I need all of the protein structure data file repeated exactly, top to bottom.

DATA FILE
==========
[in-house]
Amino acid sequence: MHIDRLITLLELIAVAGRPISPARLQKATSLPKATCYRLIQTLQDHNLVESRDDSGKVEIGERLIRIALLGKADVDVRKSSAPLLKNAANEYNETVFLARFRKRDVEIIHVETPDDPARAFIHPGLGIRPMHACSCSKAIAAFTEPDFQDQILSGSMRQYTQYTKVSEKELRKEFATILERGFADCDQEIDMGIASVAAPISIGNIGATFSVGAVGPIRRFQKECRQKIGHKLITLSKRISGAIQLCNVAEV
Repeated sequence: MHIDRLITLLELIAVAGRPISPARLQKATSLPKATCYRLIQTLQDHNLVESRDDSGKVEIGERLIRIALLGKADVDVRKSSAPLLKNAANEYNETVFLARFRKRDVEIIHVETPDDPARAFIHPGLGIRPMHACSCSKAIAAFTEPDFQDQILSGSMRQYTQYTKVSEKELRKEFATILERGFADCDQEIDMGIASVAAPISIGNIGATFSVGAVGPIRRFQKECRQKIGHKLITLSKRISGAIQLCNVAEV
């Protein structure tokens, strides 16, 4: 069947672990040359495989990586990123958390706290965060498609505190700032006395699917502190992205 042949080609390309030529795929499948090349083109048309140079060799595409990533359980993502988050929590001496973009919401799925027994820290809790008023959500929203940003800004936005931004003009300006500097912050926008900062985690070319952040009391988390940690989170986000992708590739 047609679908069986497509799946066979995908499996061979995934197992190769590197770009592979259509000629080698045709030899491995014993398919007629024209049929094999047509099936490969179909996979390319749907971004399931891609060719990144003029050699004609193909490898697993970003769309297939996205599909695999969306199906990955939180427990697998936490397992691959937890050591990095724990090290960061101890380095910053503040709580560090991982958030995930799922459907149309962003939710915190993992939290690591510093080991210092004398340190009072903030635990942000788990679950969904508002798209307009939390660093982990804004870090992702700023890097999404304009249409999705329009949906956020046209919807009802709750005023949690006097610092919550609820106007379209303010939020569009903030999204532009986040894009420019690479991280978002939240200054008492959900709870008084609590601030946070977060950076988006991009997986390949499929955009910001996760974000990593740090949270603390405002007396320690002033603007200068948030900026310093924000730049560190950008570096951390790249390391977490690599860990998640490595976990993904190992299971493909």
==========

[in-house]
Amino acid sequence: MHIDRLITLLELIAVAGRPISPARLQKATSLPKATCYRLIQTLQDHNLVESRDDSGKVEIGERLIRIALLGKADVDVRKSSAPLLKNAANEYNETVFLARFRKRDVEIIHVETPDDPARAFIHPGLGIRPMHACSCSKAIAAFTEPDFQDQILSGSMRQYTQYTKVSEKELRKEFATILERGFADCDQEIDMGIASVAAPISIGNIGATFSVGAVGPIRRFQKECRQKIGHKLITLSKRISGAIQLCNVAEV
Repeated sequence: MHIDRLITLLELIAVAGRPISPARLQKATSLPKATCYRLIQTLQDHNLVESRDDSGKVEIGERLIRIALLGKADVDVRKSSAPLLKNAANEYNETVFLARFRKRDVEIIHVETPDDPARAFIHPGLGIRPMHACSCSKAIAAFTEPDFQDQILSGSMRQYTQYTKVSEKELRKEFATILERGFADCDQEIDMGIASVAAPISIGNIGATFSVGAVGPIRRFQKECRQKIGHKLITLSKRISGAIQLCNVAEV
């Protein structure tokens, strides 16, 4: 069947672990040359495989990586990123958390706290965060498609505190700032006395699917502190992205 042949080609390309030529795929499948090349083109048309140079060799595409990533359980993502988050929590001496973009919401799925027994820290809790008023959500929203940003800004936005931004003009300006500097912050926008900062985690070319952040009391988390940690989170986000992708590739 047609679908069986497509799946066979995908499996061979995934197992190769590197770009592979259509000629080698045709030899491995014993398919007629024209049929094999047509099936490969179909996979390319749907971004399931891609060719990144003029050699004609193909490898697993970003769309297939996205599909695999969306199906990955939180427990697998936490397992691959937890050591990095724990090290960061101890380095910053503040709580560090991982958030995930799922459907149309962003939710915190993992939290690591510093080991210092004398340190009072903030635990942000788990679950969904508002798209307009939390660093982990804004870090992702700023890097999404304009249409999705329009949906956020046209919807009802709750005023949690006097610092919550609820106007379209303010939020569009903030999204532009986040894009420019690479991280978002939240200054008492959900709870008084609590601030946070977060950076988006991009997986390949499929955009910001996760974000990593740090949270603390405002007396320690002033603007200068948030900026310093924000730049560190950008570096951390790249390391977490690599860990998640490595976990993904190992299971493909």